Tires are Boring, and Pretty Much Don’t Change, Right? Not So Fast!
With so much of the attention in the automotive world being on advanced technology systems like blind spot warning, lane-keeping assist, and automatic emergency braking, one might think that not much has occurred in advancements related to tires and their performance. But it turns out that the tire companies and vehicle manufacturers have been busy moving forward with their tire-related improvements. Here are three examples:
- Airless Tires.
It looks as if a viable “airless” tire is finally moving toward availability in the market. Michelin’s “Uptis” tire is not inflated with air, unlike traditional (i.e., pneumatic) tires. It looks like a regular tire, and apparently drives like a regular tire, but it does not rely on internal air pressure to perform its duties. According to testing, the Uptis tire is both more reliable and more durable, which dramatically reduces the chances of something going wrong. Having a flat tires sucks, amiright? Well, tires like the Uptis might help make flat tires truly a thing of the past.
More information is available at https://www.autoevolution.com/news/michelin-takes-airless-uptis-tire-for-first-public-spin-drivers-are-thrilled-169307.html
- Tires that Deflate if the Brakes Fail
Brake failure is relatively uncommon, but it can be a scary and deadly situation. If your vehicle does not start, that can be inconvenient. But if it won’t stop, you’re in for real trouble. And with modern braking systems becoming more complicated (e.g., regenerative braking on EVs), the chance that something could go wrong still exists.
Enter Mercedes with a new system that will deflate the tires if there is a braking system failure. OK- having a system to help out if the brakes fail sounds good, but why in the world would you want the tires to deflate? Because the lower a tire’s air pressure, the greater its friction on the road surface. And more friction equals shorter stopping distances.
Basically, if a brake failure is detected, this system would immediately drop the tires’ air pressures, which could increase their friction on the road, and slow the vehicle down significantly faster than if the tires had remained fully inflated. And as you know, stopping even a few feet earlier can be a lifesaver…literally. Just one more example of Mercedes’ commitment to protecting the occupants of its vehicles as well as other nearby road users.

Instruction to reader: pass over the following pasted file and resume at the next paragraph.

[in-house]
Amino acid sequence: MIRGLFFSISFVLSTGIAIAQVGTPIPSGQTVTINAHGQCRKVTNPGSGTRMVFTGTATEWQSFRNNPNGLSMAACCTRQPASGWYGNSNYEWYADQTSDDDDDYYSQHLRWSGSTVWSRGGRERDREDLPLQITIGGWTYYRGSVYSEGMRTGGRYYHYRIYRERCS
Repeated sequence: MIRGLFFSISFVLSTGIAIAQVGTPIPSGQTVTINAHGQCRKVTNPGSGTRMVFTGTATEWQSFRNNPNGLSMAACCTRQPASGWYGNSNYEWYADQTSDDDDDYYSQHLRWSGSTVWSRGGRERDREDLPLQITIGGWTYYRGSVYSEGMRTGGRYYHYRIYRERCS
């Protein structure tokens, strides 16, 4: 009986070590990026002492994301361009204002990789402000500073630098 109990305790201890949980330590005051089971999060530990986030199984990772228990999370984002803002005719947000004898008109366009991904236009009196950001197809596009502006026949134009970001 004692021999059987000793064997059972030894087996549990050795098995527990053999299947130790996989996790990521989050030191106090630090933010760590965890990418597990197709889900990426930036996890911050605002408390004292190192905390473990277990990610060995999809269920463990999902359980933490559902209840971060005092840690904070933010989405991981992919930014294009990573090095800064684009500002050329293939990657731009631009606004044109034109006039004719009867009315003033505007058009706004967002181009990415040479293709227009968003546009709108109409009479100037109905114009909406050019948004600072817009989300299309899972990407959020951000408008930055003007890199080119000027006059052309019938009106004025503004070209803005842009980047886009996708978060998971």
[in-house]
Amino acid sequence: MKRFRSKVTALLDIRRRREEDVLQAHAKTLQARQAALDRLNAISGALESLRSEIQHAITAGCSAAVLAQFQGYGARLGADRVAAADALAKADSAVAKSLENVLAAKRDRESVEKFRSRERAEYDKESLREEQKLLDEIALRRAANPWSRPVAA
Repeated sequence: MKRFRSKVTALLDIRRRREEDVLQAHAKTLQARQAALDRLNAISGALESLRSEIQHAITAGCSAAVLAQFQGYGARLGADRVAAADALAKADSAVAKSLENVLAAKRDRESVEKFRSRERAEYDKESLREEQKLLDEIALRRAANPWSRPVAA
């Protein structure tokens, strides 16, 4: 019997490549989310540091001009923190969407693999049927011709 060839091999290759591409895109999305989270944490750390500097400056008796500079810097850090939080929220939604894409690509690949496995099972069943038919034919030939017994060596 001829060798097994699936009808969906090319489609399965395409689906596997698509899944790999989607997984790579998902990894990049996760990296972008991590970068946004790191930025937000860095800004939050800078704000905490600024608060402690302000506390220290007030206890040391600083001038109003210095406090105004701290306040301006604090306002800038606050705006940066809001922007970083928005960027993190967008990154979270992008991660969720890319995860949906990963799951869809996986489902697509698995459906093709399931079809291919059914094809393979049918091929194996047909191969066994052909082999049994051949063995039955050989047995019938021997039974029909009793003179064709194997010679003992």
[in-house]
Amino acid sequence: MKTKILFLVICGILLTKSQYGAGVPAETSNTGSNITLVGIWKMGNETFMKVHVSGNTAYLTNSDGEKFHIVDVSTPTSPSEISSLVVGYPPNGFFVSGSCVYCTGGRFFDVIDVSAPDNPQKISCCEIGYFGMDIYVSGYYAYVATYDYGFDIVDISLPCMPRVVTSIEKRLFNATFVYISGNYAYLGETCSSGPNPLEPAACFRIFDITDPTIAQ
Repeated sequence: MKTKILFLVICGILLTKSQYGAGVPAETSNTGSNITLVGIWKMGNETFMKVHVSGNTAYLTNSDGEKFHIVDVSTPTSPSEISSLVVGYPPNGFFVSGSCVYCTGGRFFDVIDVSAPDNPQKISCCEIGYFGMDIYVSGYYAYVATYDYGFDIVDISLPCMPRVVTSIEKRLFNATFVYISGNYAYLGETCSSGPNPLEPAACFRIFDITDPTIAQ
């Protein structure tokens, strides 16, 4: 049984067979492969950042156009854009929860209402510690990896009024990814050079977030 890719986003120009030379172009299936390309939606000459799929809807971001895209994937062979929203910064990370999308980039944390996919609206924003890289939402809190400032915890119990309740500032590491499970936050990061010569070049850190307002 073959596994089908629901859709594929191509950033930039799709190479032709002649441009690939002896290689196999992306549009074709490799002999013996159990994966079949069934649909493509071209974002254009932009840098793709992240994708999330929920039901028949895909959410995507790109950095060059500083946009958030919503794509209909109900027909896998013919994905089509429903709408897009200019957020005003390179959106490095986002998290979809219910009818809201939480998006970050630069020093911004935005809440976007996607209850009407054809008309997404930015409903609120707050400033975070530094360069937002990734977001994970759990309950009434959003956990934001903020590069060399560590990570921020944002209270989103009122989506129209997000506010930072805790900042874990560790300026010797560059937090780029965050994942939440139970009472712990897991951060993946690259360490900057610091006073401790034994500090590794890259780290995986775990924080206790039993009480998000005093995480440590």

- Inflating Your Tires: Vehicles that Alert You When Your Tires are Filled
It’s hard to argue against the safety benefits of modern Tire Pressure Monitoring Systems (TPMS), which notify drivers when one or more of their tires’ air pressure drops below a safe level. But inflating the offending tire(s) can be not much fun. First, you have to find a working air compressor system (good luck with that, and you’d better have some quarters stuffed in the glove box to pay for it).
Then you have to air up the tire(s). But what if you don’t have a tire gauge with you? How do you know when each tire is filled to the right pressure? That is where Nissan’s “Easy-Fill Tire Alert” system comes in, currently available on 13 models available in the U.S. It uses the TPMS sensors to let you know when the air pressure is back up to the proper level!
Here’s how it works: with the engine off and the transmission in Park, leave the ignition on and start filling a tire. As you are filling the tire, the vehicle’s exterior lights flash, to let you know it is monitoring the rising pressure in the tire. Then once the proper air pressure has been reached, the vehicle’s horn honks, giving a handy signal that you’re good to go. And if you increase the air pressure too high, the vehicle lets you know that by flashing its lights three times.
Nissan’s Easy-Fill Tire Alert system is easier to use, accurate, and it takes less time, compared to using a tire gauge, doing it the old-fashioned way. And the benefits of properly inflated tires are enormous- they:
- Last longer
- Provide you with more traction
- Are more responsive to your steering and speed inputs
- Help maximize fuel mileage, and thus help reduce harmful tailpipe emissions
While it’s easy to be wowed by seemingly bigger technologies, such as Forward Collision Mitigation, sometimes it’s these smaller technology advances that improve drivers’ day-to-day experiences, making tire maintenance just a bit easier.